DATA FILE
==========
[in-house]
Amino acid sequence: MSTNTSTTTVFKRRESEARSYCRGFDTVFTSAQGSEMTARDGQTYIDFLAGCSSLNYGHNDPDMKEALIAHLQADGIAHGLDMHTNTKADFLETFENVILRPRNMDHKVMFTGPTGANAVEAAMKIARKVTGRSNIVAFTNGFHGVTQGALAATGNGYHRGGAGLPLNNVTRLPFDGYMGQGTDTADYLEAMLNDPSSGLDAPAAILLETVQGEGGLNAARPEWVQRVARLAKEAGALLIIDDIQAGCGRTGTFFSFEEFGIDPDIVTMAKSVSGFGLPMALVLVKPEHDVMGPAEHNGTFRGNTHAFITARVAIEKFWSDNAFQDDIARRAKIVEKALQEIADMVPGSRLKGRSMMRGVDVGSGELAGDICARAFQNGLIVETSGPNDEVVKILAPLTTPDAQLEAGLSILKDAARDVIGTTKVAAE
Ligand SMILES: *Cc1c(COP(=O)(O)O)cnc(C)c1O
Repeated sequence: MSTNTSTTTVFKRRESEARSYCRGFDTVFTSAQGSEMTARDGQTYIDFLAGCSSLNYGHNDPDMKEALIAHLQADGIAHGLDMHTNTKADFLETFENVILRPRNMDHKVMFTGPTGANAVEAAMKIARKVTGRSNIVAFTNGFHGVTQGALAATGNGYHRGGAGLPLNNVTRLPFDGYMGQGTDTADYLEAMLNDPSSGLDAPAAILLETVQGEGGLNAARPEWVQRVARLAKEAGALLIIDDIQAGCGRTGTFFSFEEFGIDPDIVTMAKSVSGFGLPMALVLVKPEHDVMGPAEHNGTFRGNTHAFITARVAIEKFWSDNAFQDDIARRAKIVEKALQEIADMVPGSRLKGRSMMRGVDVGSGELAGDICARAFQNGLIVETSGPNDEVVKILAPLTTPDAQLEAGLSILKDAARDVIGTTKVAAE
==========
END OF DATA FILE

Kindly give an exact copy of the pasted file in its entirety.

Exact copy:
[in-house]
Amino acid sequence: MSTNTSTTTVFKRRESEARSYCRGFDTVFTSAQGSEMTARDGQTYIDFLAGCSSLNYGHNDPDMKEALIAHLQADGIAHGLDMHTNTKADFLETFENVILRPRNMDHKVMFTGPTGANAVEAAMKIARKVTGRSNIVAFTNGFHGVTQGALAATGNGYHRGGAGLPLNNVTRLPFDGYMGQGTDTADYLEAMLNDPSSGLDAPAAILLETVQGEGGLNAARPEWVQRVARLAKEAGALLIIDDIQAGCGRTGTFFSFEEFGIDPDIVTMAKSVSGFGLPMALVLVKPEHDVMGPAEHNGTFRGNTHAFITARVAIEKFWSDNAFQDDIARRAKIVEKALQEIADMVPGSRLKGRSMMRGVDVGSGELAGDICARAFQNGLIVETSGPNDEVVKILAPLTTPDAQLEAGLSILKDAARDVIGTTKVAAE
Ligand SMILES: *Cc1c(COP(=O)(O)O)cnc(C)c1O
Repeated sequence: MSTNTSTTTVFKRRESEARSYCRGFDTVFTSAQGSEMTARDGQTYIDFLAGCSSLNYGHNDPDMKEALIAHLQADGIAHGLDMHTNTKADFLETFENVILRPRNMDHKVMFTGPTGANAVEAAMKIARKVTGRSNIVAFTNGFHGVTQGALAATGNGYHRGGAGLPLNNVTRLPFDGYMGQGTDTADYLEAMLNDPSSGLDAPAAILLETVQGEGGLNAARPEWVQRVARLAKEAGALLIIDDIQAGCGRTGTFFSFEEFGIDPDIVTMAKSVSGFGLPMALVLVKPEHDVMGPAEHNGTFRGNTHAFITARVAIEKFWSDNAFQDDIARRAKIVEKALQEIADMVPGSRLKGRSMMRGVDVGSGELAGDICARAFQNGLIVETSGPNDEVVKILAPLTTPDAQLEAGLSILKDAARDVIGTTKVAAE